Day 8 of our trip began by saying goodbye to our drivers and the amazing bus we had had for the past week. Little did we know as we parted company with them how much of a hilarious contrast the next bus would be, or what fate waited us after the train journey between Agra and Jhansi.
This first train ride in India was surprisingly smooth and the train was modern, air conditioned and comfortable. Indian train stations on the other hand are absolutely batshit mental (to the casual western observer). As with many things in India which at first look completely baffling and overwhelming, however, there is a strangely ordered undercurrent to the chaos. It just somehow works.
In my experience, at Indian railway stations, there always seems to be way more people on and around the platform than the station or any of the trains can possibly cope with. Also, people set up like a picnic on the platform itself, by which I mean they lay out a blanket and sleep/eat on it, which generally does not help with the complete insanity going on around them. I am continually amazed and humbled by the way Indian people can and do literally sleep anywhere, it makes me feel like a very precious, coddled person to require black out blinds, total silence and at least 8 hours of uninterrupted rest to feel remotely human.
Anyway, this ‘chaos’ is something which it can be tricky to navigate around with a massive backpack but nobody seems to get bent out of shape when you accidentally step on their blanket or kick their sandal across a platform (ahem). Testament to the wonderfully laid back Indian mindset I think. This mindset tends to momentarily disappear, it has to be said, the moment a train actually arrives, when there will be a full on, elbows out, stampede for the doors like you wouldn't believe. No time for British hesitation or politeness – Jai was an absolute godsend at moments like this, shepherding us, continuously counting we were all there, being very assertive about our seats and luggage and generally just being awesome.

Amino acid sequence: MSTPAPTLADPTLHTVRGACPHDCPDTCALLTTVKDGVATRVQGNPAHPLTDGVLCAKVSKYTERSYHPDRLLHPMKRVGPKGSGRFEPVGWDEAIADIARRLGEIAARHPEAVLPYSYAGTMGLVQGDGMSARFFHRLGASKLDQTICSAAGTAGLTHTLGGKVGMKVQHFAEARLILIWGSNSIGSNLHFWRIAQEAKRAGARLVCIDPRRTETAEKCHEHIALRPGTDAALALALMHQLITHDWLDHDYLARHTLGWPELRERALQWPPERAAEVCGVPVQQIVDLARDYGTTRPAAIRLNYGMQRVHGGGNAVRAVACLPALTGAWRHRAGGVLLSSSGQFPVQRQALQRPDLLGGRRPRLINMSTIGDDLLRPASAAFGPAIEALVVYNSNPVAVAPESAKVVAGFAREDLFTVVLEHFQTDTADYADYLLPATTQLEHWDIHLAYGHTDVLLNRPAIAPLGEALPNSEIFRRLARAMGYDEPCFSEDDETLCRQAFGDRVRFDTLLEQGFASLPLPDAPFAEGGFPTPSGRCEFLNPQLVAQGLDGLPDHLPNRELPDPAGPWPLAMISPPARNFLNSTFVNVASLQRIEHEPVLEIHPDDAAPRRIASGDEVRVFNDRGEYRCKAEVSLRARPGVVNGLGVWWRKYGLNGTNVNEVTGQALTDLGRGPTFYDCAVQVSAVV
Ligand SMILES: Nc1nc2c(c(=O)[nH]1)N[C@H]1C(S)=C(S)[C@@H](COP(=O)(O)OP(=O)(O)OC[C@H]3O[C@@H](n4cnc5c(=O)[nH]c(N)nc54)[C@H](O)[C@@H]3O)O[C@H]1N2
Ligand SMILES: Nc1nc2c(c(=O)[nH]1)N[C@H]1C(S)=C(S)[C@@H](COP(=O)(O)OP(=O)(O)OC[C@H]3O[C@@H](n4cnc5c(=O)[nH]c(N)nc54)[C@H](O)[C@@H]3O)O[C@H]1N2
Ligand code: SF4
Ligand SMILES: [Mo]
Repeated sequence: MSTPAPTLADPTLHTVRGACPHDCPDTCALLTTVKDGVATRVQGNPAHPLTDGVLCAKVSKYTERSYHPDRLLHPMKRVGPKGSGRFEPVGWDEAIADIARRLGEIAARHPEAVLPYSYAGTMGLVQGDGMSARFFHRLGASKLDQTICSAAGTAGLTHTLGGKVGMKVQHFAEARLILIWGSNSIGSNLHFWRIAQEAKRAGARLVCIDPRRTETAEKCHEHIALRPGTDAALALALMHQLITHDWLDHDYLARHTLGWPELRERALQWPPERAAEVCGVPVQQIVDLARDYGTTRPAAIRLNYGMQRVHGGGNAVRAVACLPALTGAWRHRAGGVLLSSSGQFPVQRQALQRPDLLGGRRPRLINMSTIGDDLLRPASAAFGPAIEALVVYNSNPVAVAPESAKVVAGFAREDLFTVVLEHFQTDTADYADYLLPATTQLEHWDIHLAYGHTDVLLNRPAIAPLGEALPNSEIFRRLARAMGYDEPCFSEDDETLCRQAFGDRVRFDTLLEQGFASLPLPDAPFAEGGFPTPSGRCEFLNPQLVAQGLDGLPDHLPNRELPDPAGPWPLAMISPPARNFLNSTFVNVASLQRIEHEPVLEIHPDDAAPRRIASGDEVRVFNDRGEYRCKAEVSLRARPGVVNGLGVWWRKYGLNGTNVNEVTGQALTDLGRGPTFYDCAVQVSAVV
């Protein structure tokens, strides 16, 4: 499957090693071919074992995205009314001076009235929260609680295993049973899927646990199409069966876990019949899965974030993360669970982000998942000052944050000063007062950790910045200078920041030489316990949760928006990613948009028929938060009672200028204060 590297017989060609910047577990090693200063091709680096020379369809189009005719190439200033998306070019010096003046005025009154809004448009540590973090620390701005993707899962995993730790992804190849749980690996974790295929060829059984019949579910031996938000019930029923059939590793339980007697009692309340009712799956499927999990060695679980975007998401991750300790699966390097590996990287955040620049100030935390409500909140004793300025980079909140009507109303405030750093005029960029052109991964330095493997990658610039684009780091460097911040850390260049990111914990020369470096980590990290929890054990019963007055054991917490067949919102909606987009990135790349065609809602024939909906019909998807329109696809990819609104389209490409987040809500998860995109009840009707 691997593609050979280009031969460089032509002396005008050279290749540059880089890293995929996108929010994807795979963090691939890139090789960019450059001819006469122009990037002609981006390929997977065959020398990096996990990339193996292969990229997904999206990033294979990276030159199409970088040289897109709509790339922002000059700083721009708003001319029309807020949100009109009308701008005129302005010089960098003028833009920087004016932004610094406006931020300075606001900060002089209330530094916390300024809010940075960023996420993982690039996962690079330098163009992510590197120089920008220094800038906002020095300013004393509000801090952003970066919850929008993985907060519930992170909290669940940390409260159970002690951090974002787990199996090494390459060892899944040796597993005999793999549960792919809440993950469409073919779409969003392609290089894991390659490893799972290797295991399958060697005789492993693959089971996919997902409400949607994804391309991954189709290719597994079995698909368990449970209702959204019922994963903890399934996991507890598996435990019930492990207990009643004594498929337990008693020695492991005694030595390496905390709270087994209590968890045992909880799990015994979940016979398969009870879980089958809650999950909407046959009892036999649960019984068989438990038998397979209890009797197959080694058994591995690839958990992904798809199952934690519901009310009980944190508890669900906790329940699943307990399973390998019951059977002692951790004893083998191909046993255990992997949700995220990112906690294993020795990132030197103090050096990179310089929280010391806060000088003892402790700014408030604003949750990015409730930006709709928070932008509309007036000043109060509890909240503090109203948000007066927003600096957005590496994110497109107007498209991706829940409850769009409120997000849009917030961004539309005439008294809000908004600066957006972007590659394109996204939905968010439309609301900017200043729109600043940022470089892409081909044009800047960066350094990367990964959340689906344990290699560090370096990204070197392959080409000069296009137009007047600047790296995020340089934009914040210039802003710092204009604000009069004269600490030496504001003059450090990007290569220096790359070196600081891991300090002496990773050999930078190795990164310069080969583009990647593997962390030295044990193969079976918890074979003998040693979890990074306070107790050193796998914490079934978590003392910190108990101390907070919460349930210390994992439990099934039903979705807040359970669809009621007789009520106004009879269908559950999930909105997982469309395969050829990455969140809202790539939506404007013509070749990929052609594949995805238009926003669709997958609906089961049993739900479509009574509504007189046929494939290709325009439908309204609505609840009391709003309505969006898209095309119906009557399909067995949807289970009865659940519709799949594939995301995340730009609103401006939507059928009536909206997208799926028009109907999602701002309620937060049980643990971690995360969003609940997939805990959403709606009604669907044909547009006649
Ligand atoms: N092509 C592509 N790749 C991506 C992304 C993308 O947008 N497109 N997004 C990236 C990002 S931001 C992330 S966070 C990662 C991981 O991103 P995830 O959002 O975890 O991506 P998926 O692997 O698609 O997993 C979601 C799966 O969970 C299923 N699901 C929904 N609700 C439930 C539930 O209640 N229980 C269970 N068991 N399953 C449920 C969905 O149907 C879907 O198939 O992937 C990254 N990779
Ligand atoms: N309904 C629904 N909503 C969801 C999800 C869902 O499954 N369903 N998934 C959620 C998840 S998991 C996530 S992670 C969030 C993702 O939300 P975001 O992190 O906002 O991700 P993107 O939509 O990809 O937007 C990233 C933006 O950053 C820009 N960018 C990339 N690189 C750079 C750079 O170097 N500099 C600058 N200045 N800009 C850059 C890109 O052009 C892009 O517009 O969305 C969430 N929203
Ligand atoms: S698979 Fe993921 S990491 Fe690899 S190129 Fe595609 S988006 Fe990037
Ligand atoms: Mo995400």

It goes without saying, by the way, that railway station platforms also play host to dogs, monkeys and the occasional cow. You can pretty much assume by now that these creatures make up the background to pretty much every scene I mention, in some description, even when not explicitly stated.
Anyway, this first train ride was only about 2.5 hrs long. We spent the journey reading and watching the landscape and Stu noticed a strange feature of Indian newspapers whereby they print very graphic pictures of unidentified dead bodies with descriptions of where they were found and any distinctive bodily features, to try and get info on who it might be. Strange (and rather unsettling to the casual reader) but true.
On arrival in Jhansi we were due to board a bus for a 3-4 hr journey to Alipura. We shall christen this bus “The Venga Bus” because the experience was rather psychedelic and traumatically memorable, just like the 90s song of the same name.
This is a stock image of what our Venga bus looked like in terms of size/shape. Oh the fun.
It needs to be remembered that it was over 40 degrees outside and there were 10 of us plus luggage to fit into the bus. A very small transit style minibus had been provided - this would have been bearable if the air conditioning actually worked and our new driver was convinced that it did. After the spacious comfort of our previous bus we all found it slightly amusing to cram into the very small space with the blowers seeming to continuously circulate the hot, dry air. Once the bus started moving, we figured, the air con would kick in properly, right?